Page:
A hotel employee typically makes $350 per month, while a domestic worker makes $300. A full $100 goes each month to the employment agency that arranged the contract. Most migrant domestic workers have two-year, renewable contracts.
In Lebanon, domestic workers are often paid based on nationality: Filipino women are paid more than women coming from Sri Lanka, Ethiopia or Bangladesh, who are now recruited in greater numbers.
It seems odd that a country full of refugees is importing household staff, but a Caritas Lebanon staff member explained that the employment agencies perpetuate the lucrative business and Lebanese law forbids refugees from working. However, they work in the underground economy, which includes agriculture and construction.
“Migrant workers have come such a distance to work here; they become totally dependent on their employers, which makes them reliable, but also vulnerable,” said the Caritas case worker who has helped Filipino workers with abusive employers but who preferred not to be named.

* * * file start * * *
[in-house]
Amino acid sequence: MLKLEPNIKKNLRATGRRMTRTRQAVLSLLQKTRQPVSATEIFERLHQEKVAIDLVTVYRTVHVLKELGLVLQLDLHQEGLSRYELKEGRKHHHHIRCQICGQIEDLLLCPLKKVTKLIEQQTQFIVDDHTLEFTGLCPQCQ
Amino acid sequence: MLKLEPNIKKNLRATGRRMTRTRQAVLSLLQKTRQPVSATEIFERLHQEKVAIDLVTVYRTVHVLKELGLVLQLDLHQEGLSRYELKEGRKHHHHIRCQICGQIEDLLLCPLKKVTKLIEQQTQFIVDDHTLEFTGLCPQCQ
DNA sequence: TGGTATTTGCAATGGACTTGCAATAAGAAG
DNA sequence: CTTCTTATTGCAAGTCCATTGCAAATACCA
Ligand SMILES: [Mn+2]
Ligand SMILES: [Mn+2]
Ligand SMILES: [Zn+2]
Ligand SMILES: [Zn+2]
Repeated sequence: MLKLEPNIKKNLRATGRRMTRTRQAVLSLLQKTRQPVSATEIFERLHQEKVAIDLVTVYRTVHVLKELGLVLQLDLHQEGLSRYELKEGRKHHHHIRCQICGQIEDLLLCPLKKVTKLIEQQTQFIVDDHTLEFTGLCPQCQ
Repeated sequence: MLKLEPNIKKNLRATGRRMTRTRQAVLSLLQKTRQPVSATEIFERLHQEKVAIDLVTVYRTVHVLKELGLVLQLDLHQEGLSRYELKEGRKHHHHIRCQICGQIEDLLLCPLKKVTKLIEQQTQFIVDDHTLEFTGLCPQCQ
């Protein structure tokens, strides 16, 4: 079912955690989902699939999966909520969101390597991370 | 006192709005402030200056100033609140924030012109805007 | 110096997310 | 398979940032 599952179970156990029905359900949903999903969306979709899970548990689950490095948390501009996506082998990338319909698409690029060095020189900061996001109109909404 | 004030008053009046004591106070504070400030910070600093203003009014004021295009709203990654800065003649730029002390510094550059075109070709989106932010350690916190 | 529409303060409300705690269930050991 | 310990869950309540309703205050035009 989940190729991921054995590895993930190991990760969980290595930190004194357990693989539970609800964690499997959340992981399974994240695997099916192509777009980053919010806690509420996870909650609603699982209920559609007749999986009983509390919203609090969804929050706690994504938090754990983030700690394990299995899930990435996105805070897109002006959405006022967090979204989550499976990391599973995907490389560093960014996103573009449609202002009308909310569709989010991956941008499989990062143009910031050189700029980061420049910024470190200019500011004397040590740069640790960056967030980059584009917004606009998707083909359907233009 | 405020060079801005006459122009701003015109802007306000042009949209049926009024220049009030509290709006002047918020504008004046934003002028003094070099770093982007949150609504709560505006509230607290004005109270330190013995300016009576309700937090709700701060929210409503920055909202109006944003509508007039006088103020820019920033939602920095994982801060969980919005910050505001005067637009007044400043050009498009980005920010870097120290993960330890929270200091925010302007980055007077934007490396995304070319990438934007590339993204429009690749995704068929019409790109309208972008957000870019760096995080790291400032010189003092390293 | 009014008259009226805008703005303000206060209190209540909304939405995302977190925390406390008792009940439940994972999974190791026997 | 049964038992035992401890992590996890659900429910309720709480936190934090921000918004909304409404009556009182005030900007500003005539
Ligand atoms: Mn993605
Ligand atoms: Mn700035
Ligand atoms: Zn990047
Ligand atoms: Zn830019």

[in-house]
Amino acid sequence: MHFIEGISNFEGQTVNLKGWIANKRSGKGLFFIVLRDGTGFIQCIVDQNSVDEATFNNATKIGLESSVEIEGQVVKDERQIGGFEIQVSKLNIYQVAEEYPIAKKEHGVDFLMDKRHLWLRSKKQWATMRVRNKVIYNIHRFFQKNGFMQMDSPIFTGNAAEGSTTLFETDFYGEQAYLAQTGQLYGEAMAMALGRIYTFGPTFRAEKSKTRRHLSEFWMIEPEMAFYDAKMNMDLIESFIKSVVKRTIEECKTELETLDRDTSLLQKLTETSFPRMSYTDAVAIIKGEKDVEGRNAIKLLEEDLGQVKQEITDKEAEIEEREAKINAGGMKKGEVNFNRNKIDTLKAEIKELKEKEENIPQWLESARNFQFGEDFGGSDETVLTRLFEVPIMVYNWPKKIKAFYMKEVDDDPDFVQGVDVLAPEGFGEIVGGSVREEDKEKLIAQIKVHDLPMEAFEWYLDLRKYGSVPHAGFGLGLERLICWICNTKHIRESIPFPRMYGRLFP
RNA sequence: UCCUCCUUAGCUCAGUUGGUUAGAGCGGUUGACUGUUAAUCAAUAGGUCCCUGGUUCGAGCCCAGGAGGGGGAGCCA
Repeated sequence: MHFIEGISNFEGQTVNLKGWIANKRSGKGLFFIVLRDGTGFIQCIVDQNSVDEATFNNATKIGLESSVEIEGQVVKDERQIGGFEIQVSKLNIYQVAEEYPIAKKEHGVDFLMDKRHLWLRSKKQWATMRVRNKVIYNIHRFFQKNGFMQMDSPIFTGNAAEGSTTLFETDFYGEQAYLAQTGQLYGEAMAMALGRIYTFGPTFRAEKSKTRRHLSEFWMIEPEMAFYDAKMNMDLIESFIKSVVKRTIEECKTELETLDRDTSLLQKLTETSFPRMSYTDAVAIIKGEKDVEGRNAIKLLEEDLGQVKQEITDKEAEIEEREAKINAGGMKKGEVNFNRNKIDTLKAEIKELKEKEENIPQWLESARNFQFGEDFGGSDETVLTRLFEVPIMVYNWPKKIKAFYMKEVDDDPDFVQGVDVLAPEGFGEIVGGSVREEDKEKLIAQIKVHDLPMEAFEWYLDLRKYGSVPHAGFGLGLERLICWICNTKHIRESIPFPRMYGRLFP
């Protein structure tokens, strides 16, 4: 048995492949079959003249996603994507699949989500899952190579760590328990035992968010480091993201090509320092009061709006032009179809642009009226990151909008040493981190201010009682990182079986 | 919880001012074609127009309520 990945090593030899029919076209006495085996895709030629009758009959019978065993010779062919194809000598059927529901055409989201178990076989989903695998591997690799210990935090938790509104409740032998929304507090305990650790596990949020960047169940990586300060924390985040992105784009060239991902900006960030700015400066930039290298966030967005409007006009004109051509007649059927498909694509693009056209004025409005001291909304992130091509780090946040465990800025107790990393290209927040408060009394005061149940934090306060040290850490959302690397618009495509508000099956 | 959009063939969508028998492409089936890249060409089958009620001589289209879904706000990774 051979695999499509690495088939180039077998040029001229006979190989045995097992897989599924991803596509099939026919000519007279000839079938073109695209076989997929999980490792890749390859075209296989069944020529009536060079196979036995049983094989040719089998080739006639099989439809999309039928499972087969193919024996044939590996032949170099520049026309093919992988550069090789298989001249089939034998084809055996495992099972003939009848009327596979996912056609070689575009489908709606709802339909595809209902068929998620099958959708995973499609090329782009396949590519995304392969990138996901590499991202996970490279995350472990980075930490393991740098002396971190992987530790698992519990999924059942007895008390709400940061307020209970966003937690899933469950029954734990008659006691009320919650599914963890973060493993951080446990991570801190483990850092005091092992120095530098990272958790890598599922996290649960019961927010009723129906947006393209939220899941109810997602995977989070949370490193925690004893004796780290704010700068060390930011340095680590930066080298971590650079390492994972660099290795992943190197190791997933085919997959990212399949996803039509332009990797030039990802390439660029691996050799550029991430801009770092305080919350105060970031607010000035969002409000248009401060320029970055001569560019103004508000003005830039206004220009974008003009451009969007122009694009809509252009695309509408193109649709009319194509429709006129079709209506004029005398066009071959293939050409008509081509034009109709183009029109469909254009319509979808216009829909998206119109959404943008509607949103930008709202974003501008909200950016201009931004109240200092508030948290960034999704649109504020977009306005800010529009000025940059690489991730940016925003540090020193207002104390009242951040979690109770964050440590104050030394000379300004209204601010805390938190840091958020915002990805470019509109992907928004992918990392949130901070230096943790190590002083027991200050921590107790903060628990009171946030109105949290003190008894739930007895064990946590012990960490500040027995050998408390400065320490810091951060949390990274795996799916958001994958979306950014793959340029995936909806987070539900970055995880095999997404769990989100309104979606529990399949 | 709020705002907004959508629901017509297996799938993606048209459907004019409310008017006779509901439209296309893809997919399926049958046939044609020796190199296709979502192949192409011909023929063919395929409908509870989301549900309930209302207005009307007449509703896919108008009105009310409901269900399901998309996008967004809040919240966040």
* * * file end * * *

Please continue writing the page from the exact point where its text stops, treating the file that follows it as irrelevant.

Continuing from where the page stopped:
Caritas Lebanon maintains a Migrants Center that helps domestic workers who encounter problems such as physical abuse or non-payment of wages.
It produced a short video in 2015 about how domestic workers should be respected and treated well, including the need for a day off, timely pay, the right to worship, form community groups and call family back home regularly.
Two factors make the lives of migrant domestic workers precarious: Lebanese labor laws do not apply to them; and the residence permit is linked to employment. This practice, known as the kafala system in the Middle East, makes migrant workers totally dependent on the sponsoring family or employer.